The introduction of this book by the author says she wrote it after dealing with her young daughter being diagnosed with cancer. The moral of the book that the author wanted to portray by writing this story is that “we are all equally beautiful, important, and here for a very important reason” and she hopes that children and families braving the illness of a loved one can find solace in this book.
The illustrations, done by a 17 year-old, are marvelous. I wish there were more of them in the book than there are! They’re very nicely done.
Willow is the main character. Willow is a butterfly. This book anthropomorphizes animals, meaning animals think, act, and feel like humans. I personally am not a big fan of anthropomorphic stories, but I do like the message that the author intends for this book to portray.
Willow is a bit of an uppity character, thinking she is so very important because she is the only butterfly of her type on the mountain. She thinks she is special. Her friends are tired of her uppity attitude, accusing her of sitting around and preening and looking at her reflection all day. Skipper and Percy are two animals who are her friends, one of whom really likes Willow and the other one is a bit jealous that Willow will steal his friend away. One day a great owl comes to find Skipper, who is a skunk, and summon him to a special meeting to discuss something important, but Skipper hides and is scared of the owl. Willow boldly introduces herself to the owl and is summoned to the meeting instead of Skipper. Skipper never knew he was the one who was going to be invited. The catastrophe that they discuss is a fire. The controlled burn is described in such a way as to make it sound like a bad thing, and I didn’t like this at all because controlled burns are necessary and vital for a healthy forest. I am not thrilled that this book portrays burns in a negative light. The animals come up with a plan to scare the humans into leaving so that maybe they won’t burn the forest. They decided to terrorize them at their campsite.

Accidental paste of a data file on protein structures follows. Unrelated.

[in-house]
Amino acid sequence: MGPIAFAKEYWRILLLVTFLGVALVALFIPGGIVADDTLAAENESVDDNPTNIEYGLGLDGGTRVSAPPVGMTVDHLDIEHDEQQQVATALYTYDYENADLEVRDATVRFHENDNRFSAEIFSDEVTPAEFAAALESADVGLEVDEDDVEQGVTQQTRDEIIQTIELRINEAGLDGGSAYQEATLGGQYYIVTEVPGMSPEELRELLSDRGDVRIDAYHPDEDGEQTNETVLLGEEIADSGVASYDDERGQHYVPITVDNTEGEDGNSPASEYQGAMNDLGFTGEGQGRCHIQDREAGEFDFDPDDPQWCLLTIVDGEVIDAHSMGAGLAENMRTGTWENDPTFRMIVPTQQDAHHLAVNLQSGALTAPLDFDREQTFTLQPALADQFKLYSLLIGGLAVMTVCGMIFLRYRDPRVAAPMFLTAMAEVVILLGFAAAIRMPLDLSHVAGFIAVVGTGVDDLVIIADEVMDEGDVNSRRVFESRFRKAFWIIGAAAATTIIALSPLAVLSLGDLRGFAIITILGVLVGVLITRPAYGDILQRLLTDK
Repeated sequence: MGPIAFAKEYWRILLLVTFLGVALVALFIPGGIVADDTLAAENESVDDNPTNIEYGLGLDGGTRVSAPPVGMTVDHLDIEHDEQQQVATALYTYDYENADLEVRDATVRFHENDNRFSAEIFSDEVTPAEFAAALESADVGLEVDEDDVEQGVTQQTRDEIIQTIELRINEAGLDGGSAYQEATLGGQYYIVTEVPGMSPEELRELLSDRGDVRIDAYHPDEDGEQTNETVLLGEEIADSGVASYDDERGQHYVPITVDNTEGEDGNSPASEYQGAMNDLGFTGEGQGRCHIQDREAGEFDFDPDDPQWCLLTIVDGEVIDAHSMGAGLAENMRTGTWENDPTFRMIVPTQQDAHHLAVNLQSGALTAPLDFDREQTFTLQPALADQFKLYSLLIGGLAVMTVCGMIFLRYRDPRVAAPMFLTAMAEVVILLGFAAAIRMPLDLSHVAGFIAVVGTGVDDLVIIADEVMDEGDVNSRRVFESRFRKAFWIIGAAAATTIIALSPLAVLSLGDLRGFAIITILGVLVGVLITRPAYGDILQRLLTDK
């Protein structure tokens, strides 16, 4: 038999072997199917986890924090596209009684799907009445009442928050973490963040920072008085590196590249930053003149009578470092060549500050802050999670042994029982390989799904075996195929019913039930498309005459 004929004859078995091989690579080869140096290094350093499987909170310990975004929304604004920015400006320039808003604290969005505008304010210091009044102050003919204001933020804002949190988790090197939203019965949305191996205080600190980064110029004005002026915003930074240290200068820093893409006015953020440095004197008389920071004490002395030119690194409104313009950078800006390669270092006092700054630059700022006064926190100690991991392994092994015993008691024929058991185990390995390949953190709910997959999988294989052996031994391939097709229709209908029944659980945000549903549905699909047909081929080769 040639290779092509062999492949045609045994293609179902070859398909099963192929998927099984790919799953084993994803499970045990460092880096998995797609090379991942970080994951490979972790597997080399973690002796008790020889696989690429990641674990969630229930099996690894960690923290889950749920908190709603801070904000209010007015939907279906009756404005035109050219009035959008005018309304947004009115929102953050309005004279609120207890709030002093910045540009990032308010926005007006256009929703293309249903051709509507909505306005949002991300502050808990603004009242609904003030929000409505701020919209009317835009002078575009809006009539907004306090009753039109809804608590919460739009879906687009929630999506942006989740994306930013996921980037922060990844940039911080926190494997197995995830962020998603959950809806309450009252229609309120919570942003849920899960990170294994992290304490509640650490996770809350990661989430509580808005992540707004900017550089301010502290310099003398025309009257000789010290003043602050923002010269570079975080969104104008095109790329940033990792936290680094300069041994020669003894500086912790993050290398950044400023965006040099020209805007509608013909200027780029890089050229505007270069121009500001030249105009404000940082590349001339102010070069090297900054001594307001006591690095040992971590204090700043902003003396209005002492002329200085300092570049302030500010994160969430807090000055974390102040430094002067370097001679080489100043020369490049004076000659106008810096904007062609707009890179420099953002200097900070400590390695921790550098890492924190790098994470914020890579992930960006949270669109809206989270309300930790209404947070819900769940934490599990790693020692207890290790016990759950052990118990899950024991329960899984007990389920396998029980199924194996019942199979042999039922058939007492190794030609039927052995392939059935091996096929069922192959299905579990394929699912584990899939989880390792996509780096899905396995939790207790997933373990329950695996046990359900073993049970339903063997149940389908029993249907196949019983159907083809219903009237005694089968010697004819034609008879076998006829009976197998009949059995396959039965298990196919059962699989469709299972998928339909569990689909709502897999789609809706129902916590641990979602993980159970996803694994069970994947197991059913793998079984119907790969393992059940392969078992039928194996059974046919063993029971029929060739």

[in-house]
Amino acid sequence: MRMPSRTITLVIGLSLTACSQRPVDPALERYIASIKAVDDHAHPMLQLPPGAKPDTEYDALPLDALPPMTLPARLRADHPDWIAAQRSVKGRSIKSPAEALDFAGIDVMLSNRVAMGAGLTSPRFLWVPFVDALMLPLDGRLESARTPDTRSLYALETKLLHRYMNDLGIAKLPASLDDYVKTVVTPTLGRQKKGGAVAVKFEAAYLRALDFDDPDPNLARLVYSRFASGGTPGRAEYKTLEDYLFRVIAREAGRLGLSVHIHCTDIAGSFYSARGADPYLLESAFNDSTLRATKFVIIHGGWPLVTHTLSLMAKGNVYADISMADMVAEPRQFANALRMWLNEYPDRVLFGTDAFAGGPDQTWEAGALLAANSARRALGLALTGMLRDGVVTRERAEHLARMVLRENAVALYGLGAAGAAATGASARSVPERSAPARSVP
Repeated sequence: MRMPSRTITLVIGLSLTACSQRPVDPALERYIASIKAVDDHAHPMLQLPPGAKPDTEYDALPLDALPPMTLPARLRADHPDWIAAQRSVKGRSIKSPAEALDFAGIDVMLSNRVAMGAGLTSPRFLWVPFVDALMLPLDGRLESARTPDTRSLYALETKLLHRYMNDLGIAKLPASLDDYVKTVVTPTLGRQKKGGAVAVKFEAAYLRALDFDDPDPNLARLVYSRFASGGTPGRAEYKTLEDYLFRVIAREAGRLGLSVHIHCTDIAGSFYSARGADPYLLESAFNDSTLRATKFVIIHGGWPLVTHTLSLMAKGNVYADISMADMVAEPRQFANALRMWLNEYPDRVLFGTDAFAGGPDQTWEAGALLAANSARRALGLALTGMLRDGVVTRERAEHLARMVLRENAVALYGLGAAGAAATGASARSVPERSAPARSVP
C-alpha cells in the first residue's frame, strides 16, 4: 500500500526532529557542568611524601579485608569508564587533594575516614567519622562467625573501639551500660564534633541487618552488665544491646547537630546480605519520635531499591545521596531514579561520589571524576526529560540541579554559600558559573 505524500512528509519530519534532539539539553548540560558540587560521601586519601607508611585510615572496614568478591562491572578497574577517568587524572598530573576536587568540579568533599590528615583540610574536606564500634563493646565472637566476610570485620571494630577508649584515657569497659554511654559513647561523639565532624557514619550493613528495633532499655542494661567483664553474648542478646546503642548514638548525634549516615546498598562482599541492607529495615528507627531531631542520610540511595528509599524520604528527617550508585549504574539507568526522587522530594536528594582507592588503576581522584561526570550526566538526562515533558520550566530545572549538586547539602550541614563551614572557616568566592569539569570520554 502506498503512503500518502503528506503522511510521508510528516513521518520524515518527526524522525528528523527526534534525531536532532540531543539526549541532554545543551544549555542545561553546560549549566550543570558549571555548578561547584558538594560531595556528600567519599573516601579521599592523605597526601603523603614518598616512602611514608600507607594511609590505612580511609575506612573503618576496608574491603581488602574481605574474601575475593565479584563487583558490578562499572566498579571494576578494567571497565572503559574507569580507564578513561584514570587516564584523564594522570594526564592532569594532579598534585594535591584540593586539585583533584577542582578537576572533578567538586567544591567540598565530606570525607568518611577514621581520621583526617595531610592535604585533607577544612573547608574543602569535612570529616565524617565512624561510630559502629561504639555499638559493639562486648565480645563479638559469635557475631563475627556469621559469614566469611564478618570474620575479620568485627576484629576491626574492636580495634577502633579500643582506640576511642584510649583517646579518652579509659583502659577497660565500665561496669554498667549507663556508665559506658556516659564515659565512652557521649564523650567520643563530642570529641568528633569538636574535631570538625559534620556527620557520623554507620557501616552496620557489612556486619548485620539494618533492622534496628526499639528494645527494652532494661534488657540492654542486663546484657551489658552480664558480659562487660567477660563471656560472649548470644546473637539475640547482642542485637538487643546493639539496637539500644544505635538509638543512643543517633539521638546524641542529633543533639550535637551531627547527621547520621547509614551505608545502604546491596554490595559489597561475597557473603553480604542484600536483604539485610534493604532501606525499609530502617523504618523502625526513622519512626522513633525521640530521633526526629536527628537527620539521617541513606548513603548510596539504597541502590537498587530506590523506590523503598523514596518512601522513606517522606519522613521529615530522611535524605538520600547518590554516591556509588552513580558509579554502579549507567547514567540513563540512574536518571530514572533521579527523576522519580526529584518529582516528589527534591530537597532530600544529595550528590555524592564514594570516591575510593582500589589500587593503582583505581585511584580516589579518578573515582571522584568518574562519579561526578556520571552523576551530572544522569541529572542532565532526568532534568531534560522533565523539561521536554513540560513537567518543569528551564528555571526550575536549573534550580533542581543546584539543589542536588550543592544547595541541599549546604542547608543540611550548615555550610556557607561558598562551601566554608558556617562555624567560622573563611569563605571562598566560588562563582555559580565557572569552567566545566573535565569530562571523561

I won’t spoil the ending, but suffice it to say that I was disappointed in the anthropomorphic animals and their attitude towards a controlled burn. The underlying message of everyone being important and having an important role to fulfil in life was there and readers should be able to pick up on it. I was too taken aback by the actions of the animals to really enjoy the message though.
Disclaimer: I received a free copy of this book in exchange for writing a review. I was not required to write a positive review, and all opinions are my own.